“How are you” is a simple question that, when paired with a burrito from Chipotle and asked to a complete stranger, can change someone’s life.
That’s what Jeremy Clayton asked me the first Sunday I visited Uptown Church and I never left.
It used to be a simple question, but now “how are you” has become quite a difficult question to answer.
After four years in Charlotte, I’ve been called to serve as the associate pastor of students at Chestnut Mountain Presbyterian Church in Flowery Branch, Georgia. That means that the answer to that simple question has become rather complex. I’m ecstatic to be done with school and overjoyed to be walking into what seems like my dream job on June 5th… but that’s not the entire story. Those feelings are, to some extent, counter balanced by the fact that Reebok and I will have to leave the church that loved us so well for the past four years.
It means no more visitor’s lunches, no more early morning phone calls to pick Omar up for church. It means not hearing the Dave Latham’s southern twang during worship that reminds me of home, or the stampede of tiny footsteps when children’s church is dismissed. It means that I’ll fall just short of my goal to eat at the OHOP by the church 1,000 times, and I’ll have never found a subject in which Dan Moore couldn’t hold an intelligent conversation.
PLEASE KNOW THIS
As an intern I got to see the inner workings of the church. Between all the staff meetings, session meetings, mentor meetings, and down time in the office, one thing really struck me: Uptown Church, you are deeply, deeply loved. You might expect a session meeting to run like a board meeting – a room full of important people plot the course to further their company. If that’s the image you have, it couldn’t be further from the truth. I’ve seen the men on the session agonize for hours (and hours) over a seemingly minute detail; not because they wanted to be right, not because they wanted to look good, but because they love you enough to expend all of their energy to shepherd you in your walk with the Lord. They love you enough to give up their Monday nights, to fight for you in prayer, to rejoice in your victories, and to weep with you when things get hard. If you know nothing else about the church leadership, please know this: your session loves you.
ADVICE: GET INVOLVED
As the outreach intern, I’ve seen two and a half years worth of people join the church. The people who have benefitted from church membership the most are the people who are very intentional with their involvement. There’s really no substitute for building godly community, as it helps apply the truths you learn at church into practice. Only good can come from hanging around the godly people that call Uptown home. If you’re overwhelmed on how to do this, here are the ministry opportunities that have impacted me the most:
The Mentor Groups that I’ve been a part of have been incredible – they were like Life Group boot camps. You go a little deeper theologically and relationally than in Life Group, but only meet once a month. I was lucky enough to have Chuck and Bill Macurda lead the ones I was in, and the guys I met in those groups became good friends.
Joining a Life Group was probably the best decision we made while at Uptown. The intergenerational friendships and accountability have been a source of great encouragement for me, and the ability to get out of seminary-mode and just be part of a life-giving community was a necessity. It was so refreshing to experience real life with people and not just see the well-kept exterior.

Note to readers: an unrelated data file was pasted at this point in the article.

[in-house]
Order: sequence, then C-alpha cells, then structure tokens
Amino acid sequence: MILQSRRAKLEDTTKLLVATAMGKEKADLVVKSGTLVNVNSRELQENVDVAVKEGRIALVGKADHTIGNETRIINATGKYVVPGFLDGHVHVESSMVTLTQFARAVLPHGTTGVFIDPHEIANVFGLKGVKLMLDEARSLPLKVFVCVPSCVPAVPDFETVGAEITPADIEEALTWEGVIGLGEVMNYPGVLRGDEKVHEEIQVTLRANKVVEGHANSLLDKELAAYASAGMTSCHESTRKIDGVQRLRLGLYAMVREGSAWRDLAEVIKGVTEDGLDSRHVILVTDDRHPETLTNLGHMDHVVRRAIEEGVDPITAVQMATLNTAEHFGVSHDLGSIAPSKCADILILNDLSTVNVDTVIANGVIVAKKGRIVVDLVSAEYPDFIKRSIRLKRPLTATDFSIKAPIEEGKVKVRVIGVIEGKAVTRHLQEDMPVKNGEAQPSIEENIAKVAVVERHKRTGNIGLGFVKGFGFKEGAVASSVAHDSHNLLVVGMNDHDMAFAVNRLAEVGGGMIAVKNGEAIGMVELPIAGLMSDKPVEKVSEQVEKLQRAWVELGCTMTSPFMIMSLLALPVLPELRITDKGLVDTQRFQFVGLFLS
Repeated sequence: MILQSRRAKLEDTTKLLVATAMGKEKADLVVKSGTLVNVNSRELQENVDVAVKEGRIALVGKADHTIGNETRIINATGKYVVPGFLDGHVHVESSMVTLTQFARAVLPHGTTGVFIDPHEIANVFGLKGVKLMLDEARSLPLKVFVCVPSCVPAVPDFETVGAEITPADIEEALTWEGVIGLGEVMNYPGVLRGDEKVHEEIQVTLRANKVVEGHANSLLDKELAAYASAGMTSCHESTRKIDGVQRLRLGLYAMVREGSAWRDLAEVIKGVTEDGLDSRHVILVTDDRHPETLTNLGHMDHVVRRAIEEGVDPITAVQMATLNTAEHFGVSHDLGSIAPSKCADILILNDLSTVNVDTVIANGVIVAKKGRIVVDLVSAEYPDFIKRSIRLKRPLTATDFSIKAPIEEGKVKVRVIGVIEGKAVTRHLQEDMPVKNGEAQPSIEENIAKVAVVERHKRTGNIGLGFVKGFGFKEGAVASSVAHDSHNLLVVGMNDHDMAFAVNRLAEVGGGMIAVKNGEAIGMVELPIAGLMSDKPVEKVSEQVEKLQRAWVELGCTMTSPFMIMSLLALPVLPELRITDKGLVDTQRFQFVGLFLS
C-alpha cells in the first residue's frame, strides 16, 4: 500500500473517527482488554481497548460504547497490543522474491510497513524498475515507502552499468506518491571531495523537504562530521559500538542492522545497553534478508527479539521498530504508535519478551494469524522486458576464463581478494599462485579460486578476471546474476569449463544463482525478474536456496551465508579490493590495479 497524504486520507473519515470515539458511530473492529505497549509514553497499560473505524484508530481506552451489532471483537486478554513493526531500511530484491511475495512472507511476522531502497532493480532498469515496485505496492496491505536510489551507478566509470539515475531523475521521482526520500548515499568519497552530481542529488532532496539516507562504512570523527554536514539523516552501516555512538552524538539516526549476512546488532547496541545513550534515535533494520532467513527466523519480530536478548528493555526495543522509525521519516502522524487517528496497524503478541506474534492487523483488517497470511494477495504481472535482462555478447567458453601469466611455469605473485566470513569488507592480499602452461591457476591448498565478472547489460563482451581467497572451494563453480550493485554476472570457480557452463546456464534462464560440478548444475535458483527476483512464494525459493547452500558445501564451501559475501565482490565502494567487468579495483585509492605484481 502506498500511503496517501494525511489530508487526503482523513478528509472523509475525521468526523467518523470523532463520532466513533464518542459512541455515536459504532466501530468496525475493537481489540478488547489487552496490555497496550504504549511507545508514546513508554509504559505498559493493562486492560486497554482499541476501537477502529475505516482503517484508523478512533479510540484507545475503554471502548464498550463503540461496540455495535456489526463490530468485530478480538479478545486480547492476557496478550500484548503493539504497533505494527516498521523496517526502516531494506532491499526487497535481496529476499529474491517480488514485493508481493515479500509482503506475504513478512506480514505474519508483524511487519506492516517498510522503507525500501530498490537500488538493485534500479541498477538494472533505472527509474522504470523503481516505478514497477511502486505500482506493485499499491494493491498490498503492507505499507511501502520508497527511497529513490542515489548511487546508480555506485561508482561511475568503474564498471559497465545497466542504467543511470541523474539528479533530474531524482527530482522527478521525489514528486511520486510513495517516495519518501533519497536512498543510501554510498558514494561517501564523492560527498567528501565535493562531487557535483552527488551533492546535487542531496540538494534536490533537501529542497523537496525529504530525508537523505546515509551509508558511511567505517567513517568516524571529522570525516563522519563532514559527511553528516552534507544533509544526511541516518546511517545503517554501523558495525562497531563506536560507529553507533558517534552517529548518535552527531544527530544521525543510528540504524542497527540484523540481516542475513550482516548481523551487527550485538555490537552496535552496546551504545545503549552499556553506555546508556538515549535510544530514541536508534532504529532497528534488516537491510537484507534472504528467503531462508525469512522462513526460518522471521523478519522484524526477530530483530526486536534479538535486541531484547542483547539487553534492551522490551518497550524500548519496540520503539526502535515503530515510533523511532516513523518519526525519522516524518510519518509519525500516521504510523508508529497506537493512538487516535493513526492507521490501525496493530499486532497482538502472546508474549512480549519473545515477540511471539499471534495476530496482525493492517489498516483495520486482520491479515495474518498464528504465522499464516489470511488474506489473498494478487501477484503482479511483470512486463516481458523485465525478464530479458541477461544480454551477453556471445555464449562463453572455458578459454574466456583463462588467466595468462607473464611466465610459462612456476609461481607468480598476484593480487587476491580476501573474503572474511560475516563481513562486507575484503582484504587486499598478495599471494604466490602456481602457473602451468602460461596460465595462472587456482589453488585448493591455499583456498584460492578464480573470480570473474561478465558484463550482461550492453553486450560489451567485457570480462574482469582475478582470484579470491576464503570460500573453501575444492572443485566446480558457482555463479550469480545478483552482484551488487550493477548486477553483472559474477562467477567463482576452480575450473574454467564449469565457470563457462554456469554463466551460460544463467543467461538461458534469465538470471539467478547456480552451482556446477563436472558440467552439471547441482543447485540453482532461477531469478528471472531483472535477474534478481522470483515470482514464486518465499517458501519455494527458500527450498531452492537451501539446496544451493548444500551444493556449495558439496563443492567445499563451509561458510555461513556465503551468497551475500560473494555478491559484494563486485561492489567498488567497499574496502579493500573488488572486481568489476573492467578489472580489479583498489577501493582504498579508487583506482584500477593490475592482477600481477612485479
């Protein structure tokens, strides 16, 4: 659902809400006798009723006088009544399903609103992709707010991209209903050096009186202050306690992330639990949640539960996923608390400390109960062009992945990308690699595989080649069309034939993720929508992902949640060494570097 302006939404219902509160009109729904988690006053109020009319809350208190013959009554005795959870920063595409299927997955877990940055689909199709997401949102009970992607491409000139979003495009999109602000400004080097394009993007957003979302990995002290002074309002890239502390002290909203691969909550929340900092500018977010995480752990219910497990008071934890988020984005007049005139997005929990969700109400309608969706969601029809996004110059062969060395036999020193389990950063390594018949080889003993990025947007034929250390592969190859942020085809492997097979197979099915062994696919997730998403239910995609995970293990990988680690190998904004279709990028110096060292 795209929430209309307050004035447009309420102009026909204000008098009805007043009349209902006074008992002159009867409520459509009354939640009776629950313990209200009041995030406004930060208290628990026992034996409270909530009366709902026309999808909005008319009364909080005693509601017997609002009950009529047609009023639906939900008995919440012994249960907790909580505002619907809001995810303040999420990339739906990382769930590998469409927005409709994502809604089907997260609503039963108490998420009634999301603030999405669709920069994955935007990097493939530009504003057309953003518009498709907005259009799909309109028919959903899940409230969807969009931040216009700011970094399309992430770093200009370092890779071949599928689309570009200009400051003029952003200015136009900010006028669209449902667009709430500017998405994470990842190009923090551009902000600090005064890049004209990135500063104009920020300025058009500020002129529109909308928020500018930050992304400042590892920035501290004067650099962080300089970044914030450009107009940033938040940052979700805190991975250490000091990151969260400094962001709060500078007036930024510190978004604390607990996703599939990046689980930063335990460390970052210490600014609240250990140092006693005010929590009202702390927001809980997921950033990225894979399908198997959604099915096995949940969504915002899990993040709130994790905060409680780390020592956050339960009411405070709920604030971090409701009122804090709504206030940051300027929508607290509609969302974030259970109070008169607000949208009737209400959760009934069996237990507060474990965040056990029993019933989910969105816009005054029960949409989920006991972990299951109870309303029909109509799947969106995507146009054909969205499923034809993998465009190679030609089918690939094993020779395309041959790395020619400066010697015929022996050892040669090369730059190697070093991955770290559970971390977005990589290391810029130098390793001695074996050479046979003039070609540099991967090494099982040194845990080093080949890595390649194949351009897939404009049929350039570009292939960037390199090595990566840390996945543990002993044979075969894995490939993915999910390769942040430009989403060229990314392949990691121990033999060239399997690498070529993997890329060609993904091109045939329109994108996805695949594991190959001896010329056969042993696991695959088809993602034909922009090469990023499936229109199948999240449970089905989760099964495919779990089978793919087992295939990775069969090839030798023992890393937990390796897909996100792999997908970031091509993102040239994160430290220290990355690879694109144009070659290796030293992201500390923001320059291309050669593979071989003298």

It might seem like this doesn’t belong here. It may seem like this is an opportunity to serve someone else instead of an opportunity to be built up, but spending time with the youth has taught me more about Uptown than anything else. The nursery and children’s ministry prepare kids to join the youth group, and the men’s and women’s ministry equip parents, so by spending time with the youth you really get to see the culmination of a lot of ministry. By spending time as a table leader or leading a mentor group, you get to spend time with some incredibly intelligent, insightful, and fun people that aren’t afraid to call it like they see it.
If I had the space, I could thank every single person I met here over the last four years. Unfortunately, space is limited and I’d be remiss to not mention a few people here.
Chuck Macurda – Thanks for taking time to mentor a tall quiet kid that can beat you in basketball. I can’t think of a better example of a better Christian husband and father.
Wilson Kam – I couldn’t have done half the things I did as an intern without you. Your heart for service and your work ethic is unbelievable. Dean, recruit this man!
Jeremy Goodwyne – You’re my hair hero. When I couldn’t take another theological conversation, dissecting Chance the Rapper lyrics with you was a lifesaver.
Guys in my mentor group – It’s been an honor meeting with you. You all are extremely gifted and I’m excited to see how the Lord continues to use you.
Wes Andrews – You’re the reason I want to go into youth ministry and the reason I know how much koi fish are worth. Everything I do in youth ministry will be easily traced back to your influence.
It might not seem like much, but if you’ve ever gone to visit Reebok at work, thanked me for anything, said hello in the sanctuary, put up with me singing off-key behind you, shook my hand, or have asked me how I’m doing, know that you’ve been a huge encouragement to us. I don’t think I could have made it through school without such a wonderful collection of faithful saints by my side. Thank you so much for all that you have done for me and for my family.
Rocky Top will always be home sweet home to me, but the people at Uptown have made Charlotte a pretty close second.
Grace and peace,